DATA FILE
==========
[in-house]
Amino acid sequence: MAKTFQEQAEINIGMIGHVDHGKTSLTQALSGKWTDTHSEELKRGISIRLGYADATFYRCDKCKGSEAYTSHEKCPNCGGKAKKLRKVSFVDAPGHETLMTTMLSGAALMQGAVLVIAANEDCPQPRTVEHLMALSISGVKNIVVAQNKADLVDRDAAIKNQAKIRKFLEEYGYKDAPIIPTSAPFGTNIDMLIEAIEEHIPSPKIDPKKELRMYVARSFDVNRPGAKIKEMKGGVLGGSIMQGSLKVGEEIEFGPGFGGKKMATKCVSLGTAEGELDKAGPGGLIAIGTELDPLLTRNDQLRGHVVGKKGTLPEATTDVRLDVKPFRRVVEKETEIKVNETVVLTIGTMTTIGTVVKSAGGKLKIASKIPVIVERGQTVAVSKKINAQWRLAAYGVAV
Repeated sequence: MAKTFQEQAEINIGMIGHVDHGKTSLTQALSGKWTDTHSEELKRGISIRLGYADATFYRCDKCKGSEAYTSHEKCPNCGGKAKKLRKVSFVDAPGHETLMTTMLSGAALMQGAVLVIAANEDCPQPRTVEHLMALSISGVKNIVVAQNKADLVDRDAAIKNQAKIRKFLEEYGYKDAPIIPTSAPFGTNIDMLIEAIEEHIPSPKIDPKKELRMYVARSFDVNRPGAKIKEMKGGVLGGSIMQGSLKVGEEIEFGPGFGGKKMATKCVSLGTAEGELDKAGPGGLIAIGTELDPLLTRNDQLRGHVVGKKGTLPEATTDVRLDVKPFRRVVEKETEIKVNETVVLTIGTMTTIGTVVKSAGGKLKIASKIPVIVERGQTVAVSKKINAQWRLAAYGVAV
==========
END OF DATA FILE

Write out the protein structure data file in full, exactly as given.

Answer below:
[in-house]
Amino acid sequence: MAKTFQEQAEINIGMIGHVDHGKTSLTQALSGKWTDTHSEELKRGISIRLGYADATFYRCDKCKGSEAYTSHEKCPNCGGKAKKLRKVSFVDAPGHETLMTTMLSGAALMQGAVLVIAANEDCPQPRTVEHLMALSISGVKNIVVAQNKADLVDRDAAIKNQAKIRKFLEEYGYKDAPIIPTSAPFGTNIDMLIEAIEEHIPSPKIDPKKELRMYVARSFDVNRPGAKIKEMKGGVLGGSIMQGSLKVGEEIEFGPGFGGKKMATKCVSLGTAEGELDKAGPGGLIAIGTELDPLLTRNDQLRGHVVGKKGTLPEATTDVRLDVKPFRRVVEKETEIKVNETVVLTIGTMTTIGTVVKSAGGKLKIASKIPVIVERGQTVAVSKKINAQWRLAAYGVAV
Repeated sequence: MAKTFQEQAEINIGMIGHVDHGKTSLTQALSGKWTDTHSEELKRGISIRLGYADATFYRCDKCKGSEAYTSHEKCPNCGGKAKKLRKVSFVDAPGHETLMTTMLSGAALMQGAVLVIAANEDCPQPRTVEHLMALSISGVKNIVVAQNKADLVDRDAAIKNQAKIRKFLEEYGYKDAPIIPTSAPFGTNIDMLIEAIEEHIPSPKIDPKKELRMYVARSFDVNRPGAKIKEMKGGVLGGSIMQGSLKVGEEIEFGPGFGGKKMATKCVSLGTAEGELDKAGPGGLIAIGTELDPLLTRNDQLRGHVVGKKGTLPEATTDVRLDVKPFRRVVEKETEIKVNETVVLTIGTMTTIGTVVKSAGGKLKIASKIPVIVERGQTVAVSKKINAQWRLAAYGVAV